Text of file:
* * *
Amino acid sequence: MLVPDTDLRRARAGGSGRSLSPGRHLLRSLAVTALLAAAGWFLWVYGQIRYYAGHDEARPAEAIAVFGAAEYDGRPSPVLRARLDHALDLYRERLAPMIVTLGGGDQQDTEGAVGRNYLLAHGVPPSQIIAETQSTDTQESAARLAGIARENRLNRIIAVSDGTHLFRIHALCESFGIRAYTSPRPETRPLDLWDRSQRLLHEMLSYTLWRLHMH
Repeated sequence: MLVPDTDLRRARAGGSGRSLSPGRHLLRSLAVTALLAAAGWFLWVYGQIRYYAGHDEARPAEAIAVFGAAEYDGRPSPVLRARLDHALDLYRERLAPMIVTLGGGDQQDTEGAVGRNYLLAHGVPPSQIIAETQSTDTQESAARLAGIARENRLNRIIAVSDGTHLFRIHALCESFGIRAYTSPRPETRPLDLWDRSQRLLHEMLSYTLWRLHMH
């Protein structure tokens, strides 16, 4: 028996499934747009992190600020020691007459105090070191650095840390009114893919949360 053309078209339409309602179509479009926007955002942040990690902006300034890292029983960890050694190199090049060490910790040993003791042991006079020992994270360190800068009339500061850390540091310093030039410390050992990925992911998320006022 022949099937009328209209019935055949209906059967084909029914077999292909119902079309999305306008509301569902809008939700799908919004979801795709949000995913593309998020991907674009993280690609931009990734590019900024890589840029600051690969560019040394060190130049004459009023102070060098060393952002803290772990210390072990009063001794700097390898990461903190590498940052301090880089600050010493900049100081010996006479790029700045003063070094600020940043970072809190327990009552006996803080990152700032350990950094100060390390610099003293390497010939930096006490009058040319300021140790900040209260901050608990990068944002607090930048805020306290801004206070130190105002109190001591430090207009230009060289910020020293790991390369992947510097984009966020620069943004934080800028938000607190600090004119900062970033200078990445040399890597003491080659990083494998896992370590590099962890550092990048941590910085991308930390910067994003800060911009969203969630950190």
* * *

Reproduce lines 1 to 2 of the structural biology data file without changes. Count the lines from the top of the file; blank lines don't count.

Amino acid sequence: MLVPDTDLRRARAGGSGRSLSPGRHLLRSLAVTALLAAAGWFLWVYGQIRYYAGHDEARPAEAIAVFGAAEYDGRPSPVLRARLDHALDLYRERLAPMIVTLGGGDQQDTEGAVGRNYLLAHGVPPSQIIAETQSTDTQESAARLAGIARENRLNRIIAVSDGTHLFRIHALCESFGIRAYTSPRPETRPLDLWDRSQRLLHEMLSYTLWRLHMH
Repeated sequence: MLVPDTDLRRARAGGSGRSLSPGRHLLRSLAVTALLAAAGWFLWVYGQIRYYAGHDEARPAEAIAVFGAAEYDGRPSPVLRARLDHALDLYRERLAPMIVTLGGGDQQDTEGAVGRNYLLAHGVPPSQIIAETQSTDTQESAARLAGIARENRLNRIIAVSDGTHLFRIHALCESFGIRAYTSPRPETRPLDLWDRSQRLLHEMLSYTLWRLHMH